Mississauga & Brampton Mayors Want Peel Police To Start Wearing Body Cameras
Body cameras on police officers could soon be coming to Peel Region. As tensions continue to escalate due to recent tragedies in the U.S and here at home, the mayors of both Mississauga and Brampton are calling for Peel Regional Police to start wearing the devices across the board. Mississauga Mayor Bonnie Crombie shared the announcement during a press briefing on June 3.
Crombie began her briefing on Wednesday by recognizing the issues the black community faces on both a global and a local scale.
She then shared that she and her Brampton counterpart Patrick Brown will be jointly introducing a motion at the next Peel Police Services Board (PPSB) meeting on June 26 which suggests introducing the use of body cameras on officers.
"Now, more than ever, we need to take action and preserve the public trust while at the same time allowing police to do their jobs effectively, which is why at our next (PPSB) meeting, Mayor Patrick Brown of Brampton and myself will be moving a motion to explore the use of body cameras for Peel Police," said Crombie on Wednesday.
"Chief (Nishan) Duraiappah is supportive and eager to embrace this new technology," she added. "It is our hope that this will help increase transparency and trust between the police and the communities that they serve."
A statement emailed to Narcity by PRP spokesperson Cst. Akhil Mooken noted: "We are always looking for ways of improvement, to continue to deliver policing services that are accountable and transparent. We are receptive to options surrounding the use of body-worn cameras."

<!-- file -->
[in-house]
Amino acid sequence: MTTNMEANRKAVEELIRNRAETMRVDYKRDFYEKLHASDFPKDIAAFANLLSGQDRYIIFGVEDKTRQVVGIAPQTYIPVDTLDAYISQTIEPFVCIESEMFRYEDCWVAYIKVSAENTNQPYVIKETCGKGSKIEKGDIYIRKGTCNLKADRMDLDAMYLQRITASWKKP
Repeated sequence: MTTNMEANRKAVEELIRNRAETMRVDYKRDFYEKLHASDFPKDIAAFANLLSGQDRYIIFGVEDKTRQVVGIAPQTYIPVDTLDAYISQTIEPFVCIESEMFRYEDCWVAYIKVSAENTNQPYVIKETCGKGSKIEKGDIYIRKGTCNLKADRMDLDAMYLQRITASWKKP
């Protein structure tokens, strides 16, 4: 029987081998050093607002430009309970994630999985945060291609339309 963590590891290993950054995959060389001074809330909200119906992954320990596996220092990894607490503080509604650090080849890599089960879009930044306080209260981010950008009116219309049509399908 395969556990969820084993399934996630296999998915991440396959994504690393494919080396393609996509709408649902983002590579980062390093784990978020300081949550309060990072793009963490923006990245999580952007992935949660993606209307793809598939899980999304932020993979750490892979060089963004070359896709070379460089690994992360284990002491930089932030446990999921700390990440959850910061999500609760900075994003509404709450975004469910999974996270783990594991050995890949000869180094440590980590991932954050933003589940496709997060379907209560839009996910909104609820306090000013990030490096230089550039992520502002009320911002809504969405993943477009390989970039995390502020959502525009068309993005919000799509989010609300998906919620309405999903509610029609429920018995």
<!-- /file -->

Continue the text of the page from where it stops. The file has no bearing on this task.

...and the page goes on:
Crombie went on to explain the first steps in the meantime will be "meaningful engagement" with black, African, and Caribbean communities.
She, Mayor Brown, and Chief Duraiappah will hold a series of meetings with those groups on how they can dismantle anti-black racism in Peel.
"We cannot and will not ignore how incidents between police and the public have disproportionately affected members of the black community," added Crombie.
"These cameras will not fix all our problems but they are one tool that can be effectively employed to help modernize policing and help address systemic racism."
The issue of body-worn cameras has returned to the forefront in Ontario this week after Regis Korchinski-Paquet's death in Toronto and the death of George Floyd at a police officer's hands in the U.S. That latter incident is now being charged as second-degree murder, reports CBC.
Last week, Toronto Police Chief Mark Saunders vowed to "fast track" body cameras on officers amid the Korchinski-Paquet case.